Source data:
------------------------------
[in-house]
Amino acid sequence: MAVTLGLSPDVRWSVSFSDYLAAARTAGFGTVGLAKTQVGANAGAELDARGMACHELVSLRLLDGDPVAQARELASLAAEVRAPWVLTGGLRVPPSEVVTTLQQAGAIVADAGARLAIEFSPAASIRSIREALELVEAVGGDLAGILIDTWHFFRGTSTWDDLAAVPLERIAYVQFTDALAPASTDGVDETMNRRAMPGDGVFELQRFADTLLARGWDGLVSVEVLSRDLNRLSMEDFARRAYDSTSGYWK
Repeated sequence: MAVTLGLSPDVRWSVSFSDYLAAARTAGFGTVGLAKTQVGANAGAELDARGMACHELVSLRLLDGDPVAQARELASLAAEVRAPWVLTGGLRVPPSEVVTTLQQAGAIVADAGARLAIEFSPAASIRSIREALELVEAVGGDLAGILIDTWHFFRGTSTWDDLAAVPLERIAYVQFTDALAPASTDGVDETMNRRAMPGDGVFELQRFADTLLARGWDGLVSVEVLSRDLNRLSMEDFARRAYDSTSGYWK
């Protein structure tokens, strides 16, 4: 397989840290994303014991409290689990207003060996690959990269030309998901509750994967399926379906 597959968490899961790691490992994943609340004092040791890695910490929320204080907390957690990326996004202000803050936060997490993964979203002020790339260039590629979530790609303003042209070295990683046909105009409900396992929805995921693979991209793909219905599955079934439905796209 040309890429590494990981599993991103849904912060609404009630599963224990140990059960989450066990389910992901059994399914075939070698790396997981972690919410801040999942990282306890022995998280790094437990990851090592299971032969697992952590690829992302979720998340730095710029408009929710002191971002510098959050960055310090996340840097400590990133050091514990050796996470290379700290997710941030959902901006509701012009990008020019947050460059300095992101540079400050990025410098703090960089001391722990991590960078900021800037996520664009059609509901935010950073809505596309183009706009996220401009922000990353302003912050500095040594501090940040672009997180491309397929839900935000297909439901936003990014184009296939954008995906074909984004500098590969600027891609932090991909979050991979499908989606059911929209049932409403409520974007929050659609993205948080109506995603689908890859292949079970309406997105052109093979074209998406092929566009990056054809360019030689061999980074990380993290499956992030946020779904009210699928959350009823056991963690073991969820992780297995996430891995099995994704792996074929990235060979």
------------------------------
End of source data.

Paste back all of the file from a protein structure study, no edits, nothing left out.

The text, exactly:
[in-house]
Amino acid sequence: MAVTLGLSPDVRWSVSFSDYLAAARTAGFGTVGLAKTQVGANAGAELDARGMACHELVSLRLLDGDPVAQARELASLAAEVRAPWVLTGGLRVPPSEVVTTLQQAGAIVADAGARLAIEFSPAASIRSIREALELVEAVGGDLAGILIDTWHFFRGTSTWDDLAAVPLERIAYVQFTDALAPASTDGVDETMNRRAMPGDGVFELQRFADTLLARGWDGLVSVEVLSRDLNRLSMEDFARRAYDSTSGYWK
Repeated sequence: MAVTLGLSPDVRWSVSFSDYLAAARTAGFGTVGLAKTQVGANAGAELDARGMACHELVSLRLLDGDPVAQARELASLAAEVRAPWVLTGGLRVPPSEVVTTLQQAGAIVADAGARLAIEFSPAASIRSIREALELVEAVGGDLAGILIDTWHFFRGTSTWDDLAAVPLERIAYVQFTDALAPASTDGVDETMNRRAMPGDGVFELQRFADTLLARGWDGLVSVEVLSRDLNRLSMEDFARRAYDSTSGYWK
């Protein structure tokens, strides 16, 4: 397989840290994303014991409290689990207003060996690959990269030309998901509750994967399926379906 597959968490899961790691490992994943609340004092040791890695910490929320204080907390957690990326996004202000803050936060997490993964979203002020790339260039590629979530790609303003042209070295990683046909105009409900396992929805995921693979991209793909219905599955079934439905796209 040309890429590494990981599993991103849904912060609404009630599963224990140990059960989450066990389910992901059994399914075939070698790396997981972690919410801040999942990282306890022995998280790094437990990851090592299971032969697992952590690829992302979720998340730095710029408009929710002191971002510098959050960055310090996340840097400590990133050091514990050796996470290379700290997710941030959902901006509701012009990008020019947050460059300095992101540079400050990025410098703090960089001391722990991590960078900021800037996520664009059609509901935010950073809505596309183009706009996220401009922000990353302003912050500095040594501090940040672009997180491309397929839900935000297909439901936003990014184009296939954008995906074909984004500098590969600027891609932090991909979050991979499908989606059911929209049932409403409520974007929050659609993205948080109506995603689908890859292949079970309406997105052109093979074209998406092929566009990056054809360019030689061999980074990380993290499956992030946020779904009210699928959350009823056991963690073991969820992780297995996430891995099995994704792996074929990235060979």